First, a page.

In 1967, The Vietnam War: The folk singer Joan Baez is arrested concerning a physical blockade of the U.S. Army’s induction center in Oakland, California.

In 1968, Vietnam War: 27 soldiers are arrested at the Presidio of San Francisco in California for their peaceful protest of stockade conditions and the Vietnam War.

In 1968, Vietnam War: The United States Department of Defense announces that the U.S. Army and U.S. Marine Corps will send about 24,000 soldiers and Marines back to Vietnam for involuntary second tours of duty in the combat zone there.

In 1968, An earthquake rated at 6.8 on the Richter Scale destroys the Australian town of Meckering, Western Australia, and it also ruptures all nearby main highways and railroads.

In 1973, In the Thammasat student uprising over 100,000 people protest in Thailand against the Thanom military government; 77 are killed and 857 are injured by soldiers.

In 1983, Maurice Bishop, Prime Minister of Grenada, is overthrown and later executed in a military coup d’état led by Bernard Coard.

In 1998, Eric Robert Rudolph is charged with six bombings including the 1996 Centennial Olympic Park bombing in Atlanta, Georgia.

In 2014,  A snowstorm and avalanche in the Nepalese Himalayas triggered by the remnants of Cyclone Hudhud kills 43 people.

In 2014,  Utah State University receives a bomb threat against feminist media critic Anita Sarkeesian, who was to give a lecture the next day.

In 2015,  A suicide bomb attack in Pakistan, kills at least seven people and injures 13 others.

In 2017,  A massive truck bombing in Somalia kills 358 people and injures more than 400 others.

 

Royalty and Religious events on October 14th

In 1318, Edward Bruce, Irish king died (b. 1280)

In 1586, Mary, Queen of Scots, goes on trial for conspiracy against Elizabeth I of England.

In 1956, Dr. B. R. Ambedkar, the Indian Untouchable caste leader, converts to Buddhism along with 385,000 of his followers (see Neo-Buddhism).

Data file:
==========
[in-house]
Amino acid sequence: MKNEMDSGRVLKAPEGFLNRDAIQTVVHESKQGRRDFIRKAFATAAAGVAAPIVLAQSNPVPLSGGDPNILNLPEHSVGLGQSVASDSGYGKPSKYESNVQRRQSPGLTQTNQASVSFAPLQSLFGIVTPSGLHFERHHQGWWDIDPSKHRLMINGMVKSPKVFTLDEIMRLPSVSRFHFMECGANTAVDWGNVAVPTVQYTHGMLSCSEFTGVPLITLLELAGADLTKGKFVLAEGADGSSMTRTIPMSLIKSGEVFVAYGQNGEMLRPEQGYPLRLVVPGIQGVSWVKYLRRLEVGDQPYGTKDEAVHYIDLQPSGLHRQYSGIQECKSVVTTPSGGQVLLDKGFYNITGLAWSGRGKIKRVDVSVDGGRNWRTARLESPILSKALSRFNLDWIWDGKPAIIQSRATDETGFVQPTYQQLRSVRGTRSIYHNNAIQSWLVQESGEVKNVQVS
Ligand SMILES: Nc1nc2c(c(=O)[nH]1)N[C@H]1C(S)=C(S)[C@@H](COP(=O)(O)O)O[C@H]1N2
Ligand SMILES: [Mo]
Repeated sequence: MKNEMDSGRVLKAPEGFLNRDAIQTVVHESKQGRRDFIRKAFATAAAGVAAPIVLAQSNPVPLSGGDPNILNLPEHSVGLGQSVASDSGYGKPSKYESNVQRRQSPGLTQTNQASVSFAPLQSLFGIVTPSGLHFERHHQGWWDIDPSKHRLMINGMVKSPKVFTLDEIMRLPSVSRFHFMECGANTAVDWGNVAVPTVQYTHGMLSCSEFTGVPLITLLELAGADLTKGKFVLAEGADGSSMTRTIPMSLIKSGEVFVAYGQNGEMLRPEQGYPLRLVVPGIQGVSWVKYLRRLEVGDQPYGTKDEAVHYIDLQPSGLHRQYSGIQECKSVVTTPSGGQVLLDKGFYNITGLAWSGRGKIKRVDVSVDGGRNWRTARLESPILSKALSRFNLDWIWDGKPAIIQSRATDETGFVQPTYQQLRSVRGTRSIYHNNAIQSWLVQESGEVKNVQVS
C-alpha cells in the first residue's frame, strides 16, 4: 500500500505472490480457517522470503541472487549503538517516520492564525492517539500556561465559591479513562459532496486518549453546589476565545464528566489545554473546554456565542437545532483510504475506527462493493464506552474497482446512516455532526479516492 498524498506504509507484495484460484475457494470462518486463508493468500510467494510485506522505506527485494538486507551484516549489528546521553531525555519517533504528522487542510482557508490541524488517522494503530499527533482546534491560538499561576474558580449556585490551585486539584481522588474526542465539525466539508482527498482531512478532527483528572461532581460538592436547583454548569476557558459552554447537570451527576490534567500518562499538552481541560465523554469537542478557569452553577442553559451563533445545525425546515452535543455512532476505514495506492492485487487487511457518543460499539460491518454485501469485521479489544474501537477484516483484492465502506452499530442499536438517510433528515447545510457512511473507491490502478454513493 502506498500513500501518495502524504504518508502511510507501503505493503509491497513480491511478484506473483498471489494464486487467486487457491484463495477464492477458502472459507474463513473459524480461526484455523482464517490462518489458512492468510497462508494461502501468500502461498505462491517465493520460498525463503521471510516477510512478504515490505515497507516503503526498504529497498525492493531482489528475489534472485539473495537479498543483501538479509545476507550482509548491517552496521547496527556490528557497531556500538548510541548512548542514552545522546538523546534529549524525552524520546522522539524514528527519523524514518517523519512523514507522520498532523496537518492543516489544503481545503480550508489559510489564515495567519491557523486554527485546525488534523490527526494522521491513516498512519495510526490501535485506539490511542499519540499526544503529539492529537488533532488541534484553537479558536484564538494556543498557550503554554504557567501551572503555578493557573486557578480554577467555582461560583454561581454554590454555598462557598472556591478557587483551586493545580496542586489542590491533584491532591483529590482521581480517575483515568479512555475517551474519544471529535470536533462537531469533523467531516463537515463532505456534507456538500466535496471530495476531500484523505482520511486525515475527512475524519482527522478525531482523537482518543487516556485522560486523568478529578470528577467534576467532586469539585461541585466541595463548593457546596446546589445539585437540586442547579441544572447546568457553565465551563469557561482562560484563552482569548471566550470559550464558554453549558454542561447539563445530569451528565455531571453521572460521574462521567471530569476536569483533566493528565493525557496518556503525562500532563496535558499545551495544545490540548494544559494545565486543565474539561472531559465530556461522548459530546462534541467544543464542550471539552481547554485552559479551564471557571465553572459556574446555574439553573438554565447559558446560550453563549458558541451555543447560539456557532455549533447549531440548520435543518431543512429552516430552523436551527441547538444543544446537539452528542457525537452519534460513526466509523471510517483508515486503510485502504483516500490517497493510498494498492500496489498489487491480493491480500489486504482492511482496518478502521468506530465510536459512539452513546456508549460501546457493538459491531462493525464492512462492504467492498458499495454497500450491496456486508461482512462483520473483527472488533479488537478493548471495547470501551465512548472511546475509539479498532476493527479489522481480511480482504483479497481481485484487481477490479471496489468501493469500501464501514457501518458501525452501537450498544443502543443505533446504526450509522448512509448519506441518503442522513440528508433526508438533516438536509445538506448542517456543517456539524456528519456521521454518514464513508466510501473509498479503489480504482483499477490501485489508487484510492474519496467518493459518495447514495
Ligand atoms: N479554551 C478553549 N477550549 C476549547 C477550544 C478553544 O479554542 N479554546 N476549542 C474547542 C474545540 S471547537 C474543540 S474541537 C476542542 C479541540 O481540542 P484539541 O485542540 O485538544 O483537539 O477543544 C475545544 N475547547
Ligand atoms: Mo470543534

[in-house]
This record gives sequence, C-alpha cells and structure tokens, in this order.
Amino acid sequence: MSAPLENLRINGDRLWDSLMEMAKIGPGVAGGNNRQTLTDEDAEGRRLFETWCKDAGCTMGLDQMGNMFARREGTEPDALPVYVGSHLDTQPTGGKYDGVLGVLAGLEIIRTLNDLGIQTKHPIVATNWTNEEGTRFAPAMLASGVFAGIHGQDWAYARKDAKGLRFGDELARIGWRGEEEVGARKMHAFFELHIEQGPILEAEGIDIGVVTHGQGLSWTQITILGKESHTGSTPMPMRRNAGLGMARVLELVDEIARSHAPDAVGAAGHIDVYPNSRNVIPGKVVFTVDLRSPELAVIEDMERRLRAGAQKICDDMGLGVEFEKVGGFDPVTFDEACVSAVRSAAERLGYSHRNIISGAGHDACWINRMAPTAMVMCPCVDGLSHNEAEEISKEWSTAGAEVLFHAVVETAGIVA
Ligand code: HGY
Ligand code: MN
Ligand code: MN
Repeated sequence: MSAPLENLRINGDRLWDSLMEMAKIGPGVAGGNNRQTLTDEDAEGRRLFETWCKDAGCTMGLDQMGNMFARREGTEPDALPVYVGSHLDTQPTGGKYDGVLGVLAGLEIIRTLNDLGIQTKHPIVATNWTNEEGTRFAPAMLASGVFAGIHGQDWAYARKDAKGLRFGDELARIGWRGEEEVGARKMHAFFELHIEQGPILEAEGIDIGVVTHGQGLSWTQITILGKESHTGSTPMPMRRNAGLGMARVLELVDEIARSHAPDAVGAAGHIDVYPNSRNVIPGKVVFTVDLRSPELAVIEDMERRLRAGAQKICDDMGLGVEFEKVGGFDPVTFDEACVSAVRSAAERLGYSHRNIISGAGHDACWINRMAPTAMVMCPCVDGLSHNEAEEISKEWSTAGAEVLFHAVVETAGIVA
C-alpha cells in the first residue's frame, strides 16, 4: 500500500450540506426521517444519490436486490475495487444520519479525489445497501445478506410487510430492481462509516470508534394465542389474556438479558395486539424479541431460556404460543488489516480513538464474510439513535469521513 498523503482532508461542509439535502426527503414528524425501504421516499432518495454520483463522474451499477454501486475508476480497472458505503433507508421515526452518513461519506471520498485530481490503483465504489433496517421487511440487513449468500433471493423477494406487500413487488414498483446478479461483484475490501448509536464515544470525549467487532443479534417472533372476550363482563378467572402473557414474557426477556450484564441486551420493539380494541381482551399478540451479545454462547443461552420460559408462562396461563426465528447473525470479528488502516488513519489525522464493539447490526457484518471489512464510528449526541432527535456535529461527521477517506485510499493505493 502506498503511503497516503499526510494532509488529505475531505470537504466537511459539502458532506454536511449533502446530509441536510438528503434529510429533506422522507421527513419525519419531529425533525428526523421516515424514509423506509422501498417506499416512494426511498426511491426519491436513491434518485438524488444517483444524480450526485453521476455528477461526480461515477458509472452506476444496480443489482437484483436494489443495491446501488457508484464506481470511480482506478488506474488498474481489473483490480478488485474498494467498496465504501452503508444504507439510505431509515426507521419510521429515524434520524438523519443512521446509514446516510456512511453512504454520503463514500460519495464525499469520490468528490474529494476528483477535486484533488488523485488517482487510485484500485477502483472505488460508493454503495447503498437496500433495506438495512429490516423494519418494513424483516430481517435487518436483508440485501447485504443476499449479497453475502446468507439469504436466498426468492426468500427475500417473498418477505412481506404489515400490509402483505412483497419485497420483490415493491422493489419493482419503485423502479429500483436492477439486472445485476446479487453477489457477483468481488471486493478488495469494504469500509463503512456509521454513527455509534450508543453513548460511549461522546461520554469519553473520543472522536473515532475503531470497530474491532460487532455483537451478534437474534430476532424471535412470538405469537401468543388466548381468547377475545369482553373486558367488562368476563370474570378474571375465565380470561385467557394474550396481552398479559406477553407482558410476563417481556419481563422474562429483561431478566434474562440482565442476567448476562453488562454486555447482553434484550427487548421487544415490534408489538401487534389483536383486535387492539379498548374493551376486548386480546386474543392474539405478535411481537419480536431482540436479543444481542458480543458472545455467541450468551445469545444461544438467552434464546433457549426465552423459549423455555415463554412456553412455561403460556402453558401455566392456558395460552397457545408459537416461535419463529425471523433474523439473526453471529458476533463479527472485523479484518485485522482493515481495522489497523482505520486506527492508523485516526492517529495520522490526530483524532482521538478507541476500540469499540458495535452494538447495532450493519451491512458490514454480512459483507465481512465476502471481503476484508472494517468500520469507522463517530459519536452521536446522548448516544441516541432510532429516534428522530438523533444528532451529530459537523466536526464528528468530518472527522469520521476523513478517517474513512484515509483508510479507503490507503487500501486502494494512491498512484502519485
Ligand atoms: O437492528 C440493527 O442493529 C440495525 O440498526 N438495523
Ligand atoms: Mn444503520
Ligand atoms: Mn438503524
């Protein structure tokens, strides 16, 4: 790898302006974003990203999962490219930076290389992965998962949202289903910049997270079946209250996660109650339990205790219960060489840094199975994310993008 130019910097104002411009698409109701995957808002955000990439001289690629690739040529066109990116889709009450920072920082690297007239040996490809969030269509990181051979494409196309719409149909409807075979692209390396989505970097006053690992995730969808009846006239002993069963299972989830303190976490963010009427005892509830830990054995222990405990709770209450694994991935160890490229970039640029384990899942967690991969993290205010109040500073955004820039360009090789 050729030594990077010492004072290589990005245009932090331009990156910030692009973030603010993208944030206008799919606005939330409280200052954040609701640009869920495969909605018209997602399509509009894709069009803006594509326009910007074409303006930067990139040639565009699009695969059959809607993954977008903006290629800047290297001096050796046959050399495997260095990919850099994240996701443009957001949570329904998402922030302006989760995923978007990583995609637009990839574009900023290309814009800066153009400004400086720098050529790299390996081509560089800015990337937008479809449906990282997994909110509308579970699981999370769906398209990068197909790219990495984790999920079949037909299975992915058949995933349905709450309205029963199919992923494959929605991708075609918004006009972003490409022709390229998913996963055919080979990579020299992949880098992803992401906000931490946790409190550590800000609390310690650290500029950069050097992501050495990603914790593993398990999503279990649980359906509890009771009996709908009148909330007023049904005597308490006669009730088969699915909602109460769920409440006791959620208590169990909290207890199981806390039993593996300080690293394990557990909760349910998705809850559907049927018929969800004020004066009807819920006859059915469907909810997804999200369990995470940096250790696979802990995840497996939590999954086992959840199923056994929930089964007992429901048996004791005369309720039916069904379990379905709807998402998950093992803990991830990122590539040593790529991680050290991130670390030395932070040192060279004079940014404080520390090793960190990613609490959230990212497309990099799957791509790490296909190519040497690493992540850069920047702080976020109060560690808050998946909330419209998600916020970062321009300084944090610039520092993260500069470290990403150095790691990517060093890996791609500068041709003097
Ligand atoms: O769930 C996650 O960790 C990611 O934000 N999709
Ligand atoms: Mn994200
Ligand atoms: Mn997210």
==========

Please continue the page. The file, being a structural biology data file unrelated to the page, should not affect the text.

In 1957, Queen Elizabeth II becomes the first Canadian Monarch to open up an annual session of the Canadian Parliament, presenting her Speech from the Throne in Ottawa, Canada.

 

Human Achievement and Science events on October 14th

In 1884, The American inventor, George Eastman, receives a U.S. Government patent on his new paper-strip photographic film.

In 1947, Captain Chuck Yeager of the U.S. Air Force flies a Bell X-1 rocket-powered experimental aircraft, the Glamorous Glennis, faster than the speed of sound – over the high desert of Southern California – and becomes the first pilot and the first airplane to do so in level flight.

In 1958, The American Atomic Energy Commission, with supporting military units, carries out an underground nuclear weapon test at the Nevada Test Site, just north of Las Vegas, Nevada.

In 1966, The city of Montreal, Quebec, begins the operation of its underground Montreal Metro rapid-transit system.

In 1968, The first live telecast from a manned spacecraft, the Apollo 7, launched by the National Aeronautics and Space Administration of the U.S.A.

In 1968, Jim Hines of the United States of America becomes the first man ever to break the so-called “ten-second barrier” in the 100-meter sprint in the Summer Olympic Games held in Mexico City with a time of 9.95 seconds.

In 2012, Felix Baumgartner jumps from the stratosphere to try to break the record of the highest freefall jump, at an altitude of 39,068 meters (128,018 ft)In

 

Arts and Prose events on October 14th

In 1888, Louis Le Prince films first motion picture: Roundhay Garden Scene.

Image result for poohIn 1926, The children’s book Winnie-the-Pooh, by A. A. Milne, is first published.